The Brexit Justice campaign alleges Mr Johnson abused public trust by “intentionally misleading” voters over his claim Britain pays £350m a week to the European Union.
The former foreign secretary has previously been warned by the UK’s official statistics watchdog the figure, which was infamously emblazoned on the side of a Brexit campaign bus, is a “misuse of public statistics”.
Mr Johnson’s case will receive its first private hearing at Westminster Magistrates’ Court on 14 May, where the campaign hopes it will proceed to trial on criminal charges for misconduct in public office – an offence carrying a potential prison sentence.
Marcus Ball, a private prosecutor who brought the case against the Conservative MP, said: “If a company director lies to shareholders about financial matters they can be prosecuted. If a self-employed person lies to HMRC about their spending or income they can be prosecuted. If a member of the public lies to the police about an ongoing investigation they can be prosecuted.
“This is because society and public trust cannot function based upon false information. So, why shouldn’t a politician be prosecuted for abusing public trust by lying about public spending figures?”
Since its launch last year, Mr Ball claims thousands of backers have donated more than £370,000, while celebrities such as Sir Alan Sugar and Paloma Faith have tweeted their support.
Mr Ball, who revealed he has been working on the prosecution for three years, said the “world first” case was an attempt to make it illegal for MPs to “lie to the public about financial matters”.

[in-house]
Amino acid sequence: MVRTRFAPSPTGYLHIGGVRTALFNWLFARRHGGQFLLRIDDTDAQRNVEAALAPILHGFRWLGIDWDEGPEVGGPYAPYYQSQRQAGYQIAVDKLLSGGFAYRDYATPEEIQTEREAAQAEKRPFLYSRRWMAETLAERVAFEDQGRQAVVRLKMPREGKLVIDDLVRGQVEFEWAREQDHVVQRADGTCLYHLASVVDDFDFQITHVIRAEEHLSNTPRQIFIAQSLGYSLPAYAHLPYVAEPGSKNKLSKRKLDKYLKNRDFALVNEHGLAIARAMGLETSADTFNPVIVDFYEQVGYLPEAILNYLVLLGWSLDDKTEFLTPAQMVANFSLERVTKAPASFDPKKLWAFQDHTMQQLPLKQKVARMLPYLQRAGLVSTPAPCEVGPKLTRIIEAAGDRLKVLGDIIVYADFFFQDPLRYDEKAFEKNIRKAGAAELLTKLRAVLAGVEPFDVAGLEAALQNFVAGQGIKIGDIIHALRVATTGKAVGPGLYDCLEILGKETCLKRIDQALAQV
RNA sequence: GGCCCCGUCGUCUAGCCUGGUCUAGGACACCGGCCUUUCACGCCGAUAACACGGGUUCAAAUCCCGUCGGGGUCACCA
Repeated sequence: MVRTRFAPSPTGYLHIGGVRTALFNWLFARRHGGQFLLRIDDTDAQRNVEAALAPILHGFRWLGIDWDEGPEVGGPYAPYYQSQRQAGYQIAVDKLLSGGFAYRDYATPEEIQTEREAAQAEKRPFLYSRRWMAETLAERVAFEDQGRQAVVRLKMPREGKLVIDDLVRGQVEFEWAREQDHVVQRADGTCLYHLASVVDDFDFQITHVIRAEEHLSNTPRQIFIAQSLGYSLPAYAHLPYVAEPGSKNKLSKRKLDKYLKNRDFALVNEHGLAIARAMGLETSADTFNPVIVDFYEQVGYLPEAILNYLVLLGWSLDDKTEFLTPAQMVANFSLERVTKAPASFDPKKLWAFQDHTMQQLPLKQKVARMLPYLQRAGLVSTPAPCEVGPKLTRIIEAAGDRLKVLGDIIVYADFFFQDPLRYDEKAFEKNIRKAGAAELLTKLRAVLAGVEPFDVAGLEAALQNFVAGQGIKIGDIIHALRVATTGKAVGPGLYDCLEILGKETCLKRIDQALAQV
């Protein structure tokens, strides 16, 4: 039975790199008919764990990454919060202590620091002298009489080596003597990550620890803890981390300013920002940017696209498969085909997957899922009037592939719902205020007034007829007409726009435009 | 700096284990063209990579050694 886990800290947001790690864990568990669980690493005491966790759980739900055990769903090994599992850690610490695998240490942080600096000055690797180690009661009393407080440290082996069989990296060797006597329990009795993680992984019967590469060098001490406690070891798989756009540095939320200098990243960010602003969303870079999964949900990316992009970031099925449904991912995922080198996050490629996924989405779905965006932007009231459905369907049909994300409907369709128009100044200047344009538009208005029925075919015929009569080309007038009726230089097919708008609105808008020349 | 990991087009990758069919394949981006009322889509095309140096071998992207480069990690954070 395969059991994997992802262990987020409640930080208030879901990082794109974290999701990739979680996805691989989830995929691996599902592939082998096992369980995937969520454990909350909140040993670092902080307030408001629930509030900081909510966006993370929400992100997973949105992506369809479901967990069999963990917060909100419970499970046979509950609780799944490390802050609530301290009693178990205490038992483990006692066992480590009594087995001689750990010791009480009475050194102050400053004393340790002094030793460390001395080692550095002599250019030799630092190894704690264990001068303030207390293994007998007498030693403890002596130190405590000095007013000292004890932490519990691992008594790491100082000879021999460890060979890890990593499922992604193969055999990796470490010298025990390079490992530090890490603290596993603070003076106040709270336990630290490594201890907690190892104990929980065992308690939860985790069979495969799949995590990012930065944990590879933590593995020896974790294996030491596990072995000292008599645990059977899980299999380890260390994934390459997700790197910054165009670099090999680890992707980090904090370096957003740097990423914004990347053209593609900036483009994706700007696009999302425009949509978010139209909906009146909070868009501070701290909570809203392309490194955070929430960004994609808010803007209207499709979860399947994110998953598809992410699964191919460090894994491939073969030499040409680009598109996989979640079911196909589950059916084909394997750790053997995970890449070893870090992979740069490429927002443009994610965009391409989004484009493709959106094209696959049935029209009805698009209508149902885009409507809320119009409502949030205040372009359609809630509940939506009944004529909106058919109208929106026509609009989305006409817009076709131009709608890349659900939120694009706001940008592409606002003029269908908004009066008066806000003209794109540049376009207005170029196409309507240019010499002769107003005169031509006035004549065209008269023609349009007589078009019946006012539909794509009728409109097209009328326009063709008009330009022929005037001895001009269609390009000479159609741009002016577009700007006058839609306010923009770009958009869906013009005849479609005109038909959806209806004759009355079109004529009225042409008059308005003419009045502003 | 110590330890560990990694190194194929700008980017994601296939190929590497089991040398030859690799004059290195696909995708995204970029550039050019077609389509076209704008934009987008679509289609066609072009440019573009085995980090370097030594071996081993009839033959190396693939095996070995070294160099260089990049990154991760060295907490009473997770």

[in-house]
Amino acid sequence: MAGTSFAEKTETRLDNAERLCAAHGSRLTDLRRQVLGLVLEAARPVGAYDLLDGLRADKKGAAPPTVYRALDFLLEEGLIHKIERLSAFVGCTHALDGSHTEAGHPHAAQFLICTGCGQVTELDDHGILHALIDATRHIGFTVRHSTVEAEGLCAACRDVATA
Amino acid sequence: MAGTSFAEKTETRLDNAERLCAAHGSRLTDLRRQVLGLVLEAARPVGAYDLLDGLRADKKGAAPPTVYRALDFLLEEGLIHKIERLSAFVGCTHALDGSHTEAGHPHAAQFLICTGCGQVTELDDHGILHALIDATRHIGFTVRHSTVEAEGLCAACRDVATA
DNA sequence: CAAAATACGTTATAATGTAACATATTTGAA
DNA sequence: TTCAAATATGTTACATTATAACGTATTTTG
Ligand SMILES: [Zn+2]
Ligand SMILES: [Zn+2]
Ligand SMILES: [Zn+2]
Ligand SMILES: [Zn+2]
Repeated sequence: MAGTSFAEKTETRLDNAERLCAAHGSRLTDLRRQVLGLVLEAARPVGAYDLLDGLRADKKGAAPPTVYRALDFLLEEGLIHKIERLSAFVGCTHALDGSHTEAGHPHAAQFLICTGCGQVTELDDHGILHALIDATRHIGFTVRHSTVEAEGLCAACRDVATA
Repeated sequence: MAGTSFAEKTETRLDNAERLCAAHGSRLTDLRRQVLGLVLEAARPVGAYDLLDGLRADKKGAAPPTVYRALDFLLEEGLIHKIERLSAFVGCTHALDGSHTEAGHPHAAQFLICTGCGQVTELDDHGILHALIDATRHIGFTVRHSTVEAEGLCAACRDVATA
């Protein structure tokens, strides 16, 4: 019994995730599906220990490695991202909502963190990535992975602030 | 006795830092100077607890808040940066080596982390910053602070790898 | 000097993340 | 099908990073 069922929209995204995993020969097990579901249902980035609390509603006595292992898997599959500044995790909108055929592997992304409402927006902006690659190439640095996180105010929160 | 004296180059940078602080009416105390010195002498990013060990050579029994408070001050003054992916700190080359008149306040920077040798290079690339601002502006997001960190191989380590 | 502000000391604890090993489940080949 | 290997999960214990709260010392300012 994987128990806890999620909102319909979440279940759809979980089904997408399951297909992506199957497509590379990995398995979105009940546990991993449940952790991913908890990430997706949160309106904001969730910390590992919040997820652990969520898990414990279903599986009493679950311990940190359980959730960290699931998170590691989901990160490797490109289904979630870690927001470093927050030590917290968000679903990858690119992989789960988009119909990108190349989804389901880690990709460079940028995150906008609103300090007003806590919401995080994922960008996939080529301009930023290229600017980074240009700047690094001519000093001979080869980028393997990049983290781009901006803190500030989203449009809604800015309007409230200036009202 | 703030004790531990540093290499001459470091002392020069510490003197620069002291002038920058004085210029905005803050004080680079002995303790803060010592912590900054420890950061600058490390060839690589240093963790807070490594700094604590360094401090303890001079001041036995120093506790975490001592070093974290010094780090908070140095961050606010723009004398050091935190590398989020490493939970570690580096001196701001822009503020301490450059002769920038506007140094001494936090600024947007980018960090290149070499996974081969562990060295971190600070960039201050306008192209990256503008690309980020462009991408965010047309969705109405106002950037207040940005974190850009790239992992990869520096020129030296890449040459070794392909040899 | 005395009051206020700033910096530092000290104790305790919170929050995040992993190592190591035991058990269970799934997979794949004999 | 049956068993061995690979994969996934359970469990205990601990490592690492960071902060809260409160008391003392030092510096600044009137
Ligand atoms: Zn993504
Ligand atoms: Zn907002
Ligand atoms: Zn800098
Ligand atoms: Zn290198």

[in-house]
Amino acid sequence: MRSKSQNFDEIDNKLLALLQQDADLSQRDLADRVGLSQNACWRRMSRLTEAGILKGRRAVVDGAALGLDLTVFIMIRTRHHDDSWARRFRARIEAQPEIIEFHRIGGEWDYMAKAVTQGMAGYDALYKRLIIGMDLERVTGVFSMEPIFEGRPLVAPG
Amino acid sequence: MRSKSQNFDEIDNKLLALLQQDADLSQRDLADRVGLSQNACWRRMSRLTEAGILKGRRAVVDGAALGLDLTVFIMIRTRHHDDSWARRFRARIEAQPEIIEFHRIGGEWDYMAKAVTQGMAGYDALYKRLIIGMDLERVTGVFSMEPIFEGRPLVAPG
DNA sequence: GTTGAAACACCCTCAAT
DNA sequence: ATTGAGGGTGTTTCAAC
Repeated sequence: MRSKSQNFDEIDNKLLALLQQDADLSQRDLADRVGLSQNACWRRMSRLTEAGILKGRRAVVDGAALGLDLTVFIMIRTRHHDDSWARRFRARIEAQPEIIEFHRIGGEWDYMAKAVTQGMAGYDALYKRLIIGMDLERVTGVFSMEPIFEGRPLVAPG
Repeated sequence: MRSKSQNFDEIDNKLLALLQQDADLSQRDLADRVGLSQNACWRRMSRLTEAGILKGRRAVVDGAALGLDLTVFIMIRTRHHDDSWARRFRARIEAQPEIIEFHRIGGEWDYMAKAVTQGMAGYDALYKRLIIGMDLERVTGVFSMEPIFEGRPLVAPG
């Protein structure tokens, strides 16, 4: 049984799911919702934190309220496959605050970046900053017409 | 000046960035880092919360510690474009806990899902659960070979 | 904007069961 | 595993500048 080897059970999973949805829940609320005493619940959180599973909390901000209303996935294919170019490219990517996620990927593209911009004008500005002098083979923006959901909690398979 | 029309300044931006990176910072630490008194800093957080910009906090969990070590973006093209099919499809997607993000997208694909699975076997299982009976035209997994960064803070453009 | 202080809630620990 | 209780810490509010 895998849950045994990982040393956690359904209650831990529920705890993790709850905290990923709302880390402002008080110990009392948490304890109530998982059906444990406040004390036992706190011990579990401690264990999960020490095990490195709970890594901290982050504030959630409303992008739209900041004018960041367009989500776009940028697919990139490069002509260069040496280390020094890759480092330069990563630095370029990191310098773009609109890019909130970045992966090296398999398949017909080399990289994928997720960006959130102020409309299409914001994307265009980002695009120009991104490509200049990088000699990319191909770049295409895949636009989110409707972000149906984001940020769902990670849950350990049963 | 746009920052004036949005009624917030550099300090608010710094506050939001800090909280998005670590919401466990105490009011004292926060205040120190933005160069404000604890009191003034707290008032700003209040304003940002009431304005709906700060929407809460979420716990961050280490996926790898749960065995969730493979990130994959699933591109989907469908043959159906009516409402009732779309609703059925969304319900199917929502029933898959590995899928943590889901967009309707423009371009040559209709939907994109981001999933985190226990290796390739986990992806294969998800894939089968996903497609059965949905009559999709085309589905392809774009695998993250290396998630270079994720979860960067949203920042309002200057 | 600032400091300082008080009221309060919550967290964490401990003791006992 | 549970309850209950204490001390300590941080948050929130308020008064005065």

“This would be the beginning of the end of lying in politics in the UK,” he added.
Mr Johnson has previously been rebuked over the £350m-a-week claim.
In 2017, Sir David Norgrove, head of the UK Statistics Authority, wrote to him saying: “I am surprised and disappointed that you have chosen to repeat the figure of £350m per week, in connection with the amount that might be available for extra public spending when we leave the European Union.
“This confuses gross and net contributions. It also assumes that payments currently made to the UK by the EU, including for example for the support of agriculture and scientific research, will not be paid by the UK government when we leave. It is a clear misuse of official statistics.”
Mr Johnson has previously defended his use of the figure.
Earlier this year he told The Guardian: “There was an error on the side of the bus. We grossly underestimated the sum over which we would be able to take back control.
“As and when the cash becomes available – and it won’t until we leave – the NHS should be at the very top of the list.”
Mr Johnson has been contacted for comment.
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